No, no, it’s not Paul Goldschmidt or Joey Votto, the starting first baseman for the National League in this coming 2017 Major League Baseball All-Star Game in Miami, Florida at Marlins Park, but it is the Washington Nationals’ Ryan Zimmerman. Zimmerman has been voted to his second ASG.
Along with teammates second baseman Daniel Murphy and left fielder Bryce Harper, Zimmerman will be in the starting lineup against the American League out down south in Miami. His stats have rightly landed him a spot on the NL team, but should he really be starting?
Sure, he’s first among first basemen in batting average, second in all of baseball, at .335, but he’s tied for 8th among his fellow first basemen, 16th in baseball, in homers at a mere 19, and second in first basemen in RBIs behind Arizona Diamondbacks’ 1B Goldschmidt. Zimmerman and Goldy are tied in homers, but Goldy’s had a larger impact because he’s driving in more runs. Goldschmidt’s .436 On-Base Percentage trounces Zimmerman’s .375, too.
Goldschmidt has been better defensively, too! Wins Above Replacement, otherwise known as WAR, is a basic measurement of how important a player is to their team’s success, and it mainly centers around defensive playing. Goldschmidt is fourth in baseball at 4.16, while Zimmerman is so low that he’s not even listed in the top 50, which ends with the Pittsburgh Pirates Josh Harrison at 2.52, with a WAR of only a mere 2.3!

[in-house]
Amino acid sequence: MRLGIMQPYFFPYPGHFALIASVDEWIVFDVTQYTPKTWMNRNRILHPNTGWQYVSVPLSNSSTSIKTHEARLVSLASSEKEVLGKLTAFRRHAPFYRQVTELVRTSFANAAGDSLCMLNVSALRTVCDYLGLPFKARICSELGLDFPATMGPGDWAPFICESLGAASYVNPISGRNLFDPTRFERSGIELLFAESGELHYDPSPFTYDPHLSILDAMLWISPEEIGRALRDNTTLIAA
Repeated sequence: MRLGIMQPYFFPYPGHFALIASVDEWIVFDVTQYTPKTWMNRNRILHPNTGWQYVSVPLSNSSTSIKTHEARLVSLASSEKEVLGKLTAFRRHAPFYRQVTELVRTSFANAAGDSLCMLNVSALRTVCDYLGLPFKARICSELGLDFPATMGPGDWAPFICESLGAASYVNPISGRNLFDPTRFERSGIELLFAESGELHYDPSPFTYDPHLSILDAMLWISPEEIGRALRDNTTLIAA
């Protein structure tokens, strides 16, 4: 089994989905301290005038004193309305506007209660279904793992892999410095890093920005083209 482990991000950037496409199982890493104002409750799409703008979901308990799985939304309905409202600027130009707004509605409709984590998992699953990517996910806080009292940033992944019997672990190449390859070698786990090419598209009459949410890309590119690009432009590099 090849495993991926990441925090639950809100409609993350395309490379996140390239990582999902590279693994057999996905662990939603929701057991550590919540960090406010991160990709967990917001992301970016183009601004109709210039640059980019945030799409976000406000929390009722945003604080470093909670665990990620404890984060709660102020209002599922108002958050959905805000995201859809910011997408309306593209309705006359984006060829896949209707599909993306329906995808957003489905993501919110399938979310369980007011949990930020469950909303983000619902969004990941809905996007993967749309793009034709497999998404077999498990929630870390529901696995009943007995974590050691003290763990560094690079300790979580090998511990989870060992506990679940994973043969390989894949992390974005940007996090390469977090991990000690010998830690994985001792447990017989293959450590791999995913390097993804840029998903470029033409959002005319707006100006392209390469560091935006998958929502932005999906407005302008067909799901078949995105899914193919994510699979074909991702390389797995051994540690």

Obviously, it is a real pity that Goldschmidt, who is clearly a far better athlete, is not starting above Zimmerman. They are somewhat evenly matched offensively, you know, at the bat, but there is absolutely no question when it comes to defense. Goldschmidt is much, much more deserving of a starting role in this coming All-Star Game.
In baseball, fans vote on the starting lineups of both the AL and NL rosters, so stats aren’t the only factor is deciding who starts; it’s more the fans’ hearts and allegiances. We all remember Cincinnati’s 2015 ASG when the starting lineup was dominated by overall mediocre Kansas City Royals. What about last year in San Diego, when Red Sox and Cubs dominated their respective leagues’ starting lineups.
Zimmerman’s offensive stats are no small task, that is important to remember, but it is also important to remember how evenly matched he and Goldschmidt were, again, just on offense. The upper hand clearly belongs to Goldschmidt on defense, but nevertheless, congratulations are in order. Congrats, Ryan, on your second all-star appearance!